David Cashman, also presented at the ISA International conference. His focus for the conference is on tree roots in London’s built environment & working with & around them. He has worked in local government & commercial tree management for 30 years. David has delivered training workshops in the United Kingdom, New Zealand, & the United States, & is an accredited Cardiff University Expert Witness.”

When you have the designer of SULE  (Safe, Useful, Life Expectancy) method of tree assessment say the Laman Street Fig trees are safe & have decades, if not 100-more years of life left in them, you have a right to question what has been said previously about these trees.

Newcastle Councillors vote on whether the trees stay or go tonight. Mayor Tate brought the fate of these iconic & much loved trees back to Council by putting up a rescission motion.  Let’s hope the Councillors take the time to watch this video.  It is well worth watching.

If you want to see these beautiful trees, the following videos are also good viewing –

A True Anzac Memorial – & The Laman Street Protest Movie. (This one also shows one of the 69 evening vigils where the community came out to peacefully protest to save these trees.  69 times!) –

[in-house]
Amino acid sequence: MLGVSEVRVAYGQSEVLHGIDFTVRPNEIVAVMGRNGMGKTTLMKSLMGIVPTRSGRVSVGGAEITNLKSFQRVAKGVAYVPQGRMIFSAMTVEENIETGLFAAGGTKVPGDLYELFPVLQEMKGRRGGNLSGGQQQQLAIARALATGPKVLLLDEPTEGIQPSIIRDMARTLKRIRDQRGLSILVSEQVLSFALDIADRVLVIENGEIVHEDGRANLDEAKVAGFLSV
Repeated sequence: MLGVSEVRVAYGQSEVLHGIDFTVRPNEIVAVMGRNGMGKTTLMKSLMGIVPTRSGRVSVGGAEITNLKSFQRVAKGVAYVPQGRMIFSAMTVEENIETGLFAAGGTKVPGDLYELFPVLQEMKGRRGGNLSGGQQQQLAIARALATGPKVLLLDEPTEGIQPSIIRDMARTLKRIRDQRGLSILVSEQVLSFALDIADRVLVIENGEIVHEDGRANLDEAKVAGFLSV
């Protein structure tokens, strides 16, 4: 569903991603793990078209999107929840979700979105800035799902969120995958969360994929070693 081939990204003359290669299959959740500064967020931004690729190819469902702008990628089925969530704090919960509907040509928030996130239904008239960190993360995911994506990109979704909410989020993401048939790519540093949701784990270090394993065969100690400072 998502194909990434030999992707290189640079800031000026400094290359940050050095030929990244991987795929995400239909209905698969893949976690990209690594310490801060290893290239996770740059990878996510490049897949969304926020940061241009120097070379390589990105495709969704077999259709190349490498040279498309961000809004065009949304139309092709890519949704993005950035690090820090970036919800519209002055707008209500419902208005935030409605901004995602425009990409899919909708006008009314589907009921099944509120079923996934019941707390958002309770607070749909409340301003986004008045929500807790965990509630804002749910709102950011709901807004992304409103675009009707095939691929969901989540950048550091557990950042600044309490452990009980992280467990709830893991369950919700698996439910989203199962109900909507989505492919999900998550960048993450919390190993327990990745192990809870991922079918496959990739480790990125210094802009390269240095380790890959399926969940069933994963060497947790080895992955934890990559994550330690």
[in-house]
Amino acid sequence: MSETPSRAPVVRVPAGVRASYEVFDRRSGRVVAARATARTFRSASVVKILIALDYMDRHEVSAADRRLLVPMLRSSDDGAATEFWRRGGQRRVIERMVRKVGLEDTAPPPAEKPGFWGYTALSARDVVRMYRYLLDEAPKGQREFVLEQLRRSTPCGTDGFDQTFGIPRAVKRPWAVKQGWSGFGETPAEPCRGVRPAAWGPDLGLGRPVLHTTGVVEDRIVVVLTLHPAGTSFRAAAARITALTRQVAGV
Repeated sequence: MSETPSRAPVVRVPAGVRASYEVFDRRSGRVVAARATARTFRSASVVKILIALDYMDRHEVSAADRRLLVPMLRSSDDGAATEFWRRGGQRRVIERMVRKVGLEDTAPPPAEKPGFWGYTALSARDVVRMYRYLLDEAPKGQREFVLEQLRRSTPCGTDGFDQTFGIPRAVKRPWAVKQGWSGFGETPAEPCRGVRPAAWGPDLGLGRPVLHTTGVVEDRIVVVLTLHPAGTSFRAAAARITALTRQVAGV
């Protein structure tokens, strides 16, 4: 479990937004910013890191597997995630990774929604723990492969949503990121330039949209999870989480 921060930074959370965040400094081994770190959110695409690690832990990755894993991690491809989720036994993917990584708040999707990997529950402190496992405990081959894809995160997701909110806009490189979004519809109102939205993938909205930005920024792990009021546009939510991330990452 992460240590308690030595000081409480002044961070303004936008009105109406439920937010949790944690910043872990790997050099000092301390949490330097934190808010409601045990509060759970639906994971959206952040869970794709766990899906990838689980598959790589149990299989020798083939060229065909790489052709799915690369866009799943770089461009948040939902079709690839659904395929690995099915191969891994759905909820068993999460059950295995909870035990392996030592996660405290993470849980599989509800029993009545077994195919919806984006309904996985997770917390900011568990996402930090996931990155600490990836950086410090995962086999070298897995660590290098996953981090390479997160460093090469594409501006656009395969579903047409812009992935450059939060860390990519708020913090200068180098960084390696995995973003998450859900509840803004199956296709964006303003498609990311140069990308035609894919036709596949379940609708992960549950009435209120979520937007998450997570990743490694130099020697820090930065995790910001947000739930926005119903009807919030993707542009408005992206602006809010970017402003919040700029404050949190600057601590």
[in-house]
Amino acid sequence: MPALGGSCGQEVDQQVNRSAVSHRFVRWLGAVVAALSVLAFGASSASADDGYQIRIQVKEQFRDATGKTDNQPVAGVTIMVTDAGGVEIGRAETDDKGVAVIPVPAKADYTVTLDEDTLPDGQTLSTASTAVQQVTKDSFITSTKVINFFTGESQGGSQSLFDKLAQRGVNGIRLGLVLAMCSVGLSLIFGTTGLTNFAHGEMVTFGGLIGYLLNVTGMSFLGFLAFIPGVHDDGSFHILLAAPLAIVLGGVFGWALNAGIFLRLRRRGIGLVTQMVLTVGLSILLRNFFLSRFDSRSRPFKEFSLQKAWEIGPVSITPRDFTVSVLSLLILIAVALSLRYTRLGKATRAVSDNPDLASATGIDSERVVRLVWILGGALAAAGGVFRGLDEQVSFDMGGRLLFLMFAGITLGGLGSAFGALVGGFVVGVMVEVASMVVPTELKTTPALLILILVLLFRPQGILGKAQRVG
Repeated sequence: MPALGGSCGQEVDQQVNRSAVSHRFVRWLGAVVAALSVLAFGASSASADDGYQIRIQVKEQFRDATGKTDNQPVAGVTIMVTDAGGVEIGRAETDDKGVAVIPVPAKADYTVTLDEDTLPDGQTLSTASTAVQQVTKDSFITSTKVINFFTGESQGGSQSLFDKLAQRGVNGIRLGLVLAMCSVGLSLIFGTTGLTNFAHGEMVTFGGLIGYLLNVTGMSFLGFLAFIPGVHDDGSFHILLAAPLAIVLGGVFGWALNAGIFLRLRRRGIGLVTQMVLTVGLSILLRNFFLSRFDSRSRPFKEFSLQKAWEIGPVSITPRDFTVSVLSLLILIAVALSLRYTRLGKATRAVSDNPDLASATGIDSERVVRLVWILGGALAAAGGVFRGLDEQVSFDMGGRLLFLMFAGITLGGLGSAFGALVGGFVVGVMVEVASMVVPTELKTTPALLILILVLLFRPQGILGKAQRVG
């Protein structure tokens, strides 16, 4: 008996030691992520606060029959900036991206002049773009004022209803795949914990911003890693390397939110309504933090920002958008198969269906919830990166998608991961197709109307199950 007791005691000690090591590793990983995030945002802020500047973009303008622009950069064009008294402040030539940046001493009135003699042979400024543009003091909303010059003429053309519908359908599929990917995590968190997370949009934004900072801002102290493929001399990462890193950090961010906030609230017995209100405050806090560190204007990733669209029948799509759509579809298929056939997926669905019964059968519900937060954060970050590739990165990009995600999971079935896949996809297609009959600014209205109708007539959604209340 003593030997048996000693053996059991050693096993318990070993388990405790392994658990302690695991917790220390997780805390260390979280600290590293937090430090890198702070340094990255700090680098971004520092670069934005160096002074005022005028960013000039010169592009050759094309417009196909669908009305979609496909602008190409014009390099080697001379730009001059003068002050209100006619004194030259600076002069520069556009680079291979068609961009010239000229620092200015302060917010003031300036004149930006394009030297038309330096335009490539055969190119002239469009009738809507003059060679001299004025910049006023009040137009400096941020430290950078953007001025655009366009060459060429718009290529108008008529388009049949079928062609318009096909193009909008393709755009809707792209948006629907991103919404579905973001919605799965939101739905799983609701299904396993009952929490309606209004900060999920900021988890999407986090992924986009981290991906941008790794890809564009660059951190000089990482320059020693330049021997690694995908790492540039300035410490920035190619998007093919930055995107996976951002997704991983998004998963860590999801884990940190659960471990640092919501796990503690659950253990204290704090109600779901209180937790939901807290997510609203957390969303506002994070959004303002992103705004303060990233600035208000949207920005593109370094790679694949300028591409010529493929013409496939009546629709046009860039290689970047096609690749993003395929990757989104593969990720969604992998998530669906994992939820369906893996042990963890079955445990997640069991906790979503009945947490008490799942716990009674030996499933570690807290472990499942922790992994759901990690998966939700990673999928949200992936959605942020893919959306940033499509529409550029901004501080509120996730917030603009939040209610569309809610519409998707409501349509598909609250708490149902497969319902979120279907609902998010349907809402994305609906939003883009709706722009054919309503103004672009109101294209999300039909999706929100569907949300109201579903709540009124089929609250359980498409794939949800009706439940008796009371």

Part of the canopy of the Laman Street Figs as seen from Civic Park

Grass tree flower

1.  Last night the Newcastle Councillors voted 7-5 to chop down the Laman Street Fig trees.  From the Herald, Newcastle councillors were still debating the future of Laman Street last night when council staff moved in & began preparations to cut down the street’s iconic fig trees. Councillors eventually voted seven to five in favour of removing & replacing the trees ‘‘as soon as practical.”  By the time the decision was made, council staff had moved safety barriers & were planning to start the chainsaws as early as this morning. The council’s liveable city director Frank Cordingley admitted during a heated debate that preparations were under way to remove the trees, despite the council not having voted at the time.”   Save Our Figs has written about the Council Meeting & decision.  The video covers the history of the fight to save these trees. It’s well worth watching. –

2. Liverpool Council has negotiated with power company Endeavour Energy to remove & replace street trees in 4 locations after being accused by the community of “butchering scores of trees on Liverpool’s streets.”  Liverpool Council’s General Manager said, “Changes to operations were needed to avoid hatchet jobs in the future.”

3.  Northern Territory residents are concerned that trees on the Significant Tree Register are not protected form Council workers who come to prune the trees.  One worker was unaware that the tree was registered as significant.